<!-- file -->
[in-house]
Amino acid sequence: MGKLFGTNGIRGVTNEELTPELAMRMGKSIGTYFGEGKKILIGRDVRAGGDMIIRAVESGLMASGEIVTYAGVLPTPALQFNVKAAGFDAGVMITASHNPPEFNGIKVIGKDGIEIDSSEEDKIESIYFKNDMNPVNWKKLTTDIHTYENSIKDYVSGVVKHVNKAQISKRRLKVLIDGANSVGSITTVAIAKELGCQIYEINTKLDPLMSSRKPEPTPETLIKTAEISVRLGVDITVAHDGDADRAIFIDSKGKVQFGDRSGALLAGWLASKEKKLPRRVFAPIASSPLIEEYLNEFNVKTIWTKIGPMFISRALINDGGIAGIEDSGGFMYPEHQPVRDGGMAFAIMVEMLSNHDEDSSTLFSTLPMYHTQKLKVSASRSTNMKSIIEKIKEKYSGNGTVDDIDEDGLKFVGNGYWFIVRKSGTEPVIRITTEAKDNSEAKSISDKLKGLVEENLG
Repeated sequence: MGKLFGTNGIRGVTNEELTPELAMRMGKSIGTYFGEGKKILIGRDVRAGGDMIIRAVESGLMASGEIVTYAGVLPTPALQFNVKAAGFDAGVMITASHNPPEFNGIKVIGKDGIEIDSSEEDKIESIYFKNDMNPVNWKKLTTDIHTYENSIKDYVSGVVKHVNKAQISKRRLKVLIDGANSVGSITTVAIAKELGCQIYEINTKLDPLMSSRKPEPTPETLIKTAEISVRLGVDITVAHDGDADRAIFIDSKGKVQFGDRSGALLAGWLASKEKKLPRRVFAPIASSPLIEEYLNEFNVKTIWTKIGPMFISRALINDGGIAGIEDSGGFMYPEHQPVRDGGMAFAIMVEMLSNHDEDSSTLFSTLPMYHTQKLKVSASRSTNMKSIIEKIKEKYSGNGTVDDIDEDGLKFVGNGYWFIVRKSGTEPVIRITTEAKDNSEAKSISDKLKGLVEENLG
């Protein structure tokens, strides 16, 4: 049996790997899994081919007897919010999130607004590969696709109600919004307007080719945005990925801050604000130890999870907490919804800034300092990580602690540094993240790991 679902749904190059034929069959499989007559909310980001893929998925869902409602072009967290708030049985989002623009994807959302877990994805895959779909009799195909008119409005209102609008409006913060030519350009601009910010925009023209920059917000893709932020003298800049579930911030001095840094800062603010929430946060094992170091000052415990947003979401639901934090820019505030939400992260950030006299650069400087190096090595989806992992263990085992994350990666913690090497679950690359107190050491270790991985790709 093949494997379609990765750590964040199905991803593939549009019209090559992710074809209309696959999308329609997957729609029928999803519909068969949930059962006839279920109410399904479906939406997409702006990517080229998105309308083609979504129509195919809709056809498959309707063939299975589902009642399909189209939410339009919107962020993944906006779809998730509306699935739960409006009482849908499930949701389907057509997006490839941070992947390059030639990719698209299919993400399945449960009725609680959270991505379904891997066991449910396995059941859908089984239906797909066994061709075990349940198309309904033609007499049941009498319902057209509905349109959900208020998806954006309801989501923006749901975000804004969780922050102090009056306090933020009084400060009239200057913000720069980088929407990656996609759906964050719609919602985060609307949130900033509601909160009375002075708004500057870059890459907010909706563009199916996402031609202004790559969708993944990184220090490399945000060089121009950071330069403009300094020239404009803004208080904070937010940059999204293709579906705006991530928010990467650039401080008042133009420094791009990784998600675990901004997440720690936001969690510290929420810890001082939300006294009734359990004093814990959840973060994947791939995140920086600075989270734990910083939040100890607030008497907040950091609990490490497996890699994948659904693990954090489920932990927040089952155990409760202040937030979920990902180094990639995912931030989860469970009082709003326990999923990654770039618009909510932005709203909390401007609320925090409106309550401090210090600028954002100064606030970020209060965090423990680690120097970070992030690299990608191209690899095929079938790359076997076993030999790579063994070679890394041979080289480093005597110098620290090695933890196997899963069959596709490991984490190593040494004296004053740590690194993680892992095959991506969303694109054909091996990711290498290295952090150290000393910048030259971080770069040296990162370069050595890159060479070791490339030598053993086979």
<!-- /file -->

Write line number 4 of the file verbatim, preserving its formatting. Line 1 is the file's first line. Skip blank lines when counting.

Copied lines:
């Protein structure tokens, strides 16, 4: 049996790997899994081919007897919010999130607004590969696709109600919004307007080719945005990925801050604000130890999870907490919804800034300092990580602690540094993240790991 679902749904190059034929069959499989007559909310980001893929998925869902409602072009967290708030049985989002623009994807959302877990994805895959779909009799195909008119409005209102609008409006913060030519350009601009910010925009023209920059917000893709932020003298800049579930911030001095840094800062603010929430946060094992170091000052415990947003979401639901934090820019505030939400992260950030006299650069400087190096090595989806992992263990085992994350990666913690090497679950690359107190050491270790991985790709 093949494997379609990765750590964040199905991803593939549009019209090559992710074809209309696959999308329609997957729609029928999803519909068969949930059962006839279920109410399904479906939406997409702006990517080229998105309308083609979504129509195919809709056809498959309707063939299975589902009642399909189209939410339009919107962020993944906006779809998730509306699935739960409006009482849908499930949701389907057509997006490839941070992947390059030639990719698209299919993400399945449960009725609680959270991505379904891997066991449910396995059941859908089984239906797909066994061709075990349940198309309904033609007499049941009498319902057209509905349109959900208020998806954006309801989501923006749901975000804004969780922050102090009056306090933020009084400060009239200057913000720069980088929407990656996609759906964050719609919602985060609307949130900033509601909160009375002075708004500057870059890459907010909706563009199916996402031609202004790559969708993944990184220090490399945000060089121009950071330069403009300094020239404009803004208080904070937010940059999204293709579906705006991530928010990467650039401080008042133009420094791009990784998600675990901004997440720690936001969690510290929420810890001082939300006294009734359990004093814990959840973060994947791939995140920086600075989270734990910083939040100890607030008497907040950091609990490490497996890699994948659904693990954090489920932990927040089952155990409760202040937030979920990902180094990639995912931030989860469970009082709003326990999923990654770039618009909510932005709203909390401007609320925090409106309550401090210090600028954002100064606030970020209060965090423990680690120097970070992030690299990608191209690899095929079938790359076997076993030999790579063994070679890394041979080289480093005597110098620290090695933890196997899963069959596709490991984490190593040494004296004053740590690194993680892992095959991506969303694109054909091996990711290498290295952090150290000393910048030259971080770069040296990162370069050595890159060479070791490339030598053993086979």